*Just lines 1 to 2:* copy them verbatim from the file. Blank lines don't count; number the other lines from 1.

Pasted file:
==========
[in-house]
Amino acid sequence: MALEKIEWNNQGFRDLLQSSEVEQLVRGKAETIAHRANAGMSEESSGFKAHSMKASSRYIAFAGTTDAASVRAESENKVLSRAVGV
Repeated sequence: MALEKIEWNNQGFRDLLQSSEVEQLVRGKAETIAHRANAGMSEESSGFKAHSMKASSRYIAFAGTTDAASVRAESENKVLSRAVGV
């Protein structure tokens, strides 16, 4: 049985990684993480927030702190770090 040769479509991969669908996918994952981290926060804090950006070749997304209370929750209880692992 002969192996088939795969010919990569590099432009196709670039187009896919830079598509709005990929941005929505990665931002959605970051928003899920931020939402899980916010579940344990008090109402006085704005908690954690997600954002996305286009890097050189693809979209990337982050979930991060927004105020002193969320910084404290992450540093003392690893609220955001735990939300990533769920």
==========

[in-house]
Amino acid sequence: MALEKIEWNNQGFRDLLQSSEVEQLVRGKAETIAHRANAGMSEESSGFKAHSMKASSRYIAFAGTTDAASVRAESENKVLSRAVGV